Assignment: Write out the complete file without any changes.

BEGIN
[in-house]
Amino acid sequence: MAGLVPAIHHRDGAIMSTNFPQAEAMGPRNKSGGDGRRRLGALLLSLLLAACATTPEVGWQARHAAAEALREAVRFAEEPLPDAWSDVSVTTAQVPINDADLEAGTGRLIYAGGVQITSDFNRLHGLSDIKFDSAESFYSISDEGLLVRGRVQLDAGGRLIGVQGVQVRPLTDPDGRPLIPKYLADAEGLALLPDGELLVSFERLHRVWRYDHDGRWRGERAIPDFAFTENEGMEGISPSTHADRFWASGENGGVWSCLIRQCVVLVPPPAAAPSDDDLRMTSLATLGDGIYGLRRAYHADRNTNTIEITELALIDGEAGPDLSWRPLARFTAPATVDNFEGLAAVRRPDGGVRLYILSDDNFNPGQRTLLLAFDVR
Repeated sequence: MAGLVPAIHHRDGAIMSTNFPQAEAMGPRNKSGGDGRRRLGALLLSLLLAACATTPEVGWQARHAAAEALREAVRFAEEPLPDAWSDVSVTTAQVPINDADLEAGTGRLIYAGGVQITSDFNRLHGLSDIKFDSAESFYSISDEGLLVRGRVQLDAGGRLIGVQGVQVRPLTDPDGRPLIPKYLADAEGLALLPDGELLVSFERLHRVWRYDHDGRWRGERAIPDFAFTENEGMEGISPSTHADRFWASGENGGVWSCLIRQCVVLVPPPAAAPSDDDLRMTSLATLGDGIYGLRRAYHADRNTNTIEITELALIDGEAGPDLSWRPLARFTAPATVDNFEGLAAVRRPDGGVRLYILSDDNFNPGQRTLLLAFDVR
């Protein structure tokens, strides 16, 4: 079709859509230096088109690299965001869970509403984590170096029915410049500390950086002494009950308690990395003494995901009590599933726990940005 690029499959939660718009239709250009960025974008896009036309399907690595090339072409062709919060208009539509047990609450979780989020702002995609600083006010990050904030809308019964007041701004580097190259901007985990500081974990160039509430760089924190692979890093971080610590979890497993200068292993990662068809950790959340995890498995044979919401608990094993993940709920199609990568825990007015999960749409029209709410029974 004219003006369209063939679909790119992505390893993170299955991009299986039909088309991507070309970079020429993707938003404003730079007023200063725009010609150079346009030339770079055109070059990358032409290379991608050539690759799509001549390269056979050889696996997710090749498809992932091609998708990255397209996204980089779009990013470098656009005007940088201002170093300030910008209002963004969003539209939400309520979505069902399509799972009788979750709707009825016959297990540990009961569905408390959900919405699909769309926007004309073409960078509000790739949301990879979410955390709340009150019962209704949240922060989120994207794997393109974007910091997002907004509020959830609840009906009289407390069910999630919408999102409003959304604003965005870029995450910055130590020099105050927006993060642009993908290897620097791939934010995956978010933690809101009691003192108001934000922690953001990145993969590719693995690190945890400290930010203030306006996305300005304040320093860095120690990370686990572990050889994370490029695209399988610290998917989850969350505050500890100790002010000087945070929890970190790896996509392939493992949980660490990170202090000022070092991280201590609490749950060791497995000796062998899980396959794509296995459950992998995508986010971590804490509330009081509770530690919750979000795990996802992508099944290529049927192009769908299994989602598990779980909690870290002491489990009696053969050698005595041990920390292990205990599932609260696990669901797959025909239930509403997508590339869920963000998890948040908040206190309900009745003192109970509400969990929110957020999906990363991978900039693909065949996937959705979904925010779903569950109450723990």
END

[in-house]
Amino acid sequence: MAGLVPAIHHRDGAIMSTNFPQAEAMGPRNKSGGDGRRRLGALLLSLLLAACATTPEVGWQARHAAAEALREAVRFAEEPLPDAWSDVSVTTAQVPINDADLEAGTGRLIYAGGVQITSDFNRLHGLSDIKFDSAESFYSISDEGLLVRGRVQLDAGGRLIGVQGVQVRPLTDPDGRPLIPKYLADAEGLALLPDGELLVSFERLHRVWRYDHDGRWRGERAIPDFAFTENEGMEGISPSTHADRFWASGENGGVWSCLIRQCVVLVPPPAAAPSDDDLRMTSLATLGDGIYGLRRAYHADRNTNTIEITELALIDGEAGPDLSWRPLARFTAPATVDNFEGLAAVRRPDGGVRLYILSDDNFNPGQRTLLLAFDVR
Repeated sequence: MAGLVPAIHHRDGAIMSTNFPQAEAMGPRNKSGGDGRRRLGALLLSLLLAACATTPEVGWQARHAAAEALREAVRFAEEPLPDAWSDVSVTTAQVPINDADLEAGTGRLIYAGGVQITSDFNRLHGLSDIKFDSAESFYSISDEGLLVRGRVQLDAGGRLIGVQGVQVRPLTDPDGRPLIPKYLADAEGLALLPDGELLVSFERLHRVWRYDHDGRWRGERAIPDFAFTENEGMEGISPSTHADRFWASGENGGVWSCLIRQCVVLVPPPAAAPSDDDLRMTSLATLGDGIYGLRRAYHADRNTNTIEITELALIDGEAGPDLSWRPLARFTAPATVDNFEGLAAVRRPDGGVRLYILSDDNFNPGQRTLLLAFDVR
């Protein structure tokens, strides 16, 4: 079709859509230096088109690299965001869970509403984590170096029915410049500390950086002494009950308690990395003494995901009590599933726990940005 690029499959939660718009239709250009960025974008896009036309399907690595090339072409062709919060208009539509047990609450979780989020702002995609600083006010990050904030809308019964007041701004580097190259901007985990500081974990160039509430760089924190692979890093971080610590979890497993200068292993990662068809950790959340995890498995044979919401608990094993993940709920199609990568825990007015999960749409029209709410029974 004219003006369209063939679909790119992505390893993170299955991009299986039909088309991507070309970079020429993707938003404003730079007023200063725009010609150079346009030339770079055109070059990358032409290379991608050539690759799509001549390269056979050889696996997710090749498809992932091609998708990255397209996204980089779009990013470098656009005007940088201002170093300030910008209002963004969003539209939400309520979505069902399509799972009788979750709707009825016959297990540990009961569905408390959900919405699909769309926007004309073409960078509000790739949301990879979410955390709340009150019962209704949240922060989120994207794997393109974007910091997002907004509020959830609840009906009289407390069910999630919408999102409003959304604003965005870029995450910055130590020099105050927006993060642009993908290897620097791939934010995956978010933690809101009691003192108001934000922690953001990145993969590719693995690190945890400290930010203030306006996305300005304040320093860095120690990370686990572990050889994370490029695209399988610290998917989850969350505050500890100790002010000087945070929890970190790896996509392939493992949980660490990170202090000022070092991280201590609490749950060791497995000796062998899980396959794509296995459950992998995508986010971590804490509330009081509770530690919750979000795990996802992508099944290529049927192009769908299994989602598990779980909690870290002491489990009696053969050698005595041990920390292990205990599932609260696990669901797959025909239930509403997508590339869920963000998890948040908040206190309900009745003192109970509400969990929110957020999906990363991978900039693909065949996937959705979904925010779903569950109450723990």